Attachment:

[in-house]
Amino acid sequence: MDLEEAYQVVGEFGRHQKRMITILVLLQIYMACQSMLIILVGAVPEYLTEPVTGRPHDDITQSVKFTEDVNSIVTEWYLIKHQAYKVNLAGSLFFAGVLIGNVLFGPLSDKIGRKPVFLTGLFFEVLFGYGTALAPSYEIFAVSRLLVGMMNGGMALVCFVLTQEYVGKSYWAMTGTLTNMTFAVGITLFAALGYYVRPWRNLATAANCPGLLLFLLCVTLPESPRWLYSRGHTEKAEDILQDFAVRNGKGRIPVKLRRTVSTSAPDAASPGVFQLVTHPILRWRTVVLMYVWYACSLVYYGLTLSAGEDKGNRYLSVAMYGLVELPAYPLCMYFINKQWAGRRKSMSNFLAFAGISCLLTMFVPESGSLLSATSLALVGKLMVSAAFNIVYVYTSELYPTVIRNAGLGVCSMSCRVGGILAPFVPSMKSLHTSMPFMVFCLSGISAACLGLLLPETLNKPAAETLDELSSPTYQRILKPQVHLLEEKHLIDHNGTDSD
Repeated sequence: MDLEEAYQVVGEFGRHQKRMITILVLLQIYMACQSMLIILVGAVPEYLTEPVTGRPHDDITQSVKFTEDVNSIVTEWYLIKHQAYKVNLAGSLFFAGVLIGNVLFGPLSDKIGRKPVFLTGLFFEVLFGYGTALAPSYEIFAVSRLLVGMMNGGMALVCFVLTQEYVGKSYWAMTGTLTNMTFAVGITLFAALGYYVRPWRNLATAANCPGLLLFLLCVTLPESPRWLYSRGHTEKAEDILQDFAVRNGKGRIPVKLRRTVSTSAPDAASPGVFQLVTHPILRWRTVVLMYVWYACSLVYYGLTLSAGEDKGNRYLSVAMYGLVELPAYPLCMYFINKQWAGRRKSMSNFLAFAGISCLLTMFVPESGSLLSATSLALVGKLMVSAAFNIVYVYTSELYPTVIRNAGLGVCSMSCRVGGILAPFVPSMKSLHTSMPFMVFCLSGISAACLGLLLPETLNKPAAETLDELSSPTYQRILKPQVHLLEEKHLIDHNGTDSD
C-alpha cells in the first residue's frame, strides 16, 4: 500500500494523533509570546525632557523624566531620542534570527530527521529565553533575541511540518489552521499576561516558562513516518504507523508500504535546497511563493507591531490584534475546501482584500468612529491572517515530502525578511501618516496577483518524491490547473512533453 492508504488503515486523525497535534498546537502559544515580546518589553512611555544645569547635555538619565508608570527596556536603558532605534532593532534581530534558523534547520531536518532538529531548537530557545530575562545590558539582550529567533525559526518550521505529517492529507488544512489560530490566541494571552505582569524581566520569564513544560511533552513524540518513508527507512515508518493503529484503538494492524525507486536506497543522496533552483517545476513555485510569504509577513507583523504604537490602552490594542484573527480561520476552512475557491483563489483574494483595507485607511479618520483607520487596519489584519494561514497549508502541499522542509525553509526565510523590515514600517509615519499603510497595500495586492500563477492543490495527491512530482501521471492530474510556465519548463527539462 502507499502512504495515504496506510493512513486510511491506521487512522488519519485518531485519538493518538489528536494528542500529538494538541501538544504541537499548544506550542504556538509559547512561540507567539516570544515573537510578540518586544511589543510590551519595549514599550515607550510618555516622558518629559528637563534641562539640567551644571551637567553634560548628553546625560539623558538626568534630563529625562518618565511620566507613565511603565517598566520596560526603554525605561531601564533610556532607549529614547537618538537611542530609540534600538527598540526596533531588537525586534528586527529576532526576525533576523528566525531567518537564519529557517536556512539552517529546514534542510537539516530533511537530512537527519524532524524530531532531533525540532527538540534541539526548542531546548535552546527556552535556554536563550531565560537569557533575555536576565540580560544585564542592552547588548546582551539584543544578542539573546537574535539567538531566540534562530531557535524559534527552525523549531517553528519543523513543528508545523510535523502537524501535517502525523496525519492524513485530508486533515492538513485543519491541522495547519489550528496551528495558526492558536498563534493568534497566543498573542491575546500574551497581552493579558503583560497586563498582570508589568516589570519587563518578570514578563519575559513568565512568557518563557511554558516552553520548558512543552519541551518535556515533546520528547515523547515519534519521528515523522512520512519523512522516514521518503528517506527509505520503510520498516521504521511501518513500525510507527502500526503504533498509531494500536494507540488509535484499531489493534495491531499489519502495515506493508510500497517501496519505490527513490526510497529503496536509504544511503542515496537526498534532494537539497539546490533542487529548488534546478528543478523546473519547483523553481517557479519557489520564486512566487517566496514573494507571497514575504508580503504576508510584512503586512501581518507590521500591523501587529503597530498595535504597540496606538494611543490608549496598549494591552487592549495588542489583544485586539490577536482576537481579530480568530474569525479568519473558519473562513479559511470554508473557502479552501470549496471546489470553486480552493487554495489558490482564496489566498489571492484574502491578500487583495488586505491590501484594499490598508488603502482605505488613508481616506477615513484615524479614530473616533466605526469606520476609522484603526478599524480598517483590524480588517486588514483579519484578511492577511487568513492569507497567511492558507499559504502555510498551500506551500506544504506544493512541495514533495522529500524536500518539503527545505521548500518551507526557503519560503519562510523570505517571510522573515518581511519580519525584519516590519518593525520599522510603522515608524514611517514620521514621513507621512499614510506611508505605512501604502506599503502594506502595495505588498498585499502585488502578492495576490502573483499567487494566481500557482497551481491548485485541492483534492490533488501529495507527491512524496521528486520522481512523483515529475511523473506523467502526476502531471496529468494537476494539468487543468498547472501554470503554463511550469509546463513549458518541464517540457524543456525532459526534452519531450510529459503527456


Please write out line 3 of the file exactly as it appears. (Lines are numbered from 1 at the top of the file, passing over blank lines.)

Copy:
Repeated sequence: MDLEEAYQVVGEFGRHQKRMITILVLLQIYMACQSMLIILVGAVPEYLTEPVTGRPHDDITQSVKFTEDVNSIVTEWYLIKHQAYKVNLAGSLFFAGVLIGNVLFGPLSDKIGRKPVFLTGLFFEVLFGYGTALAPSYEIFAVSRLLVGMMNGGMALVCFVLTQEYVGKSYWAMTGTLTNMTFAVGITLFAALGYYVRPWRNLATAANCPGLLLFLLCVTLPESPRWLYSRGHTEKAEDILQDFAVRNGKGRIPVKLRRTVSTSAPDAASPGVFQLVTHPILRWRTVVLMYVWYACSLVYYGLTLSAGEDKGNRYLSVAMYGLVELPAYPLCMYFINKQWAGRRKSMSNFLAFAGISCLLTMFVPESGSLLSATSLALVGKLMVSAAFNIVYVYTSELYPTVIRNAGLGVCSMSCRVGGILAPFVPSMKSLHTSMPFMVFCLSGISAACLGLLLPETLNKPAAETLDELSSPTYQRILKPQVHLLEEKHLIDHNGTDSD